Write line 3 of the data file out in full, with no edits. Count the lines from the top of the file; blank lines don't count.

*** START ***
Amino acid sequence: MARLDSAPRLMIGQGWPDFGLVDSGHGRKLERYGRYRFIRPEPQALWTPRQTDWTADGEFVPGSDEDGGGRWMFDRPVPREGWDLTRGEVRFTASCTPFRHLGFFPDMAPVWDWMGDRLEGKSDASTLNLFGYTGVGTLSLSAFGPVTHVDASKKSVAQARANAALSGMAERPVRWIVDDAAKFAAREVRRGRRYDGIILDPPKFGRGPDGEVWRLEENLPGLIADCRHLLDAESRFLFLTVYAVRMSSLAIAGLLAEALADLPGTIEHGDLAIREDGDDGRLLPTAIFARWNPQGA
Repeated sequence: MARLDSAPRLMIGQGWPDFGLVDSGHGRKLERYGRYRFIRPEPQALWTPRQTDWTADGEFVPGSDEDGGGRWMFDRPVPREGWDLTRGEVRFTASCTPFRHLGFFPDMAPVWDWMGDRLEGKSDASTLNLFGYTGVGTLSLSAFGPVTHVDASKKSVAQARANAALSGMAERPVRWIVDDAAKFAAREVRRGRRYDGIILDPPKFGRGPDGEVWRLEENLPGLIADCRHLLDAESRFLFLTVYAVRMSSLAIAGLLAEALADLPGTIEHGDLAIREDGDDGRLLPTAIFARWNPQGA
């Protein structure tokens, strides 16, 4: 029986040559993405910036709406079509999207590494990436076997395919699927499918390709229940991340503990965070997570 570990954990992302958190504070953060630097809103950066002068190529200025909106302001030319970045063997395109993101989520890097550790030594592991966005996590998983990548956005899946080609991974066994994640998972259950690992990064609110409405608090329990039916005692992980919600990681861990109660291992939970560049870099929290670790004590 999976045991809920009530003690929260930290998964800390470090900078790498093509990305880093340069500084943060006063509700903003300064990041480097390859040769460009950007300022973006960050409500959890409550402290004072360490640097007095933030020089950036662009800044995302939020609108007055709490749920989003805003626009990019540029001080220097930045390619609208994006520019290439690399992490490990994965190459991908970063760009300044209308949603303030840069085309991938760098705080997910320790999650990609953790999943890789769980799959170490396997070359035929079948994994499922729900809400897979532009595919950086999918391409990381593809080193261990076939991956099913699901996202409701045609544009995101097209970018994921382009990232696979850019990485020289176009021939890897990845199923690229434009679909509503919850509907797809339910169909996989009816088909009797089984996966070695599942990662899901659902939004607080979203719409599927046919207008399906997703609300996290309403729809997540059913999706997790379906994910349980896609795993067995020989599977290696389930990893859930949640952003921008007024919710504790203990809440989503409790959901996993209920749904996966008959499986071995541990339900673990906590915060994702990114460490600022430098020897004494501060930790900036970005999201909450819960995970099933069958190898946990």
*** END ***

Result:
């Protein structure tokens, strides 16, 4: 029986040559993405910036709406079509999207590494990436076997395919699927499918390709229940991340503990965070997570 570990954990992302958190504070953060630097809103950066002068190529200025909106302001030319970045063997395109993101989520890097550790030594592991966005996590998983990548956005899946080609991974066994994640998972259950690992990064609110409405608090329990039916005692992980919600990681861990109660291992939970560049870099929290670790004590 999976045991809920009530003690929260930290998964800390470090900078790498093509990305880093340069500084943060006063509700903003300064990041480097390859040769460009950007300022973006960050409500959890409550402290004072360490640097007095933030020089950036662009800044995302939020609108007055709490749920989003805003626009990019540029001080220097930045390619609208994006520019290439690399992490490990994965190459991908970063760009300044209308949603303030840069085309991938760098705080997910320790999650990609953790999943890789769980799959170490396997070359035929079948994994499922729900809400897979532009595919950086999918391409990381593809080193261990076939991956099913699901996202409701045609544009995101097209970018994921382009990232696979850019990485020289176009021939890897990845199923690229434009679909509503919850509907797809339910169909996989009816088909009797089984996966070695599942990662899901659902939004607080979203719409599927046919207008399906997703609300996290309403729809997540059913999706997790379906994910349980896609795993067995020989599977290696389930990893859930949640952003921008007024919710504790203990809440989503409790959901996993209920749904996966008959499986071995541990339900673990906590915060994702990114460490600022430098020897004494501060930790900036970005999201909450819960995970099933069958190898946990």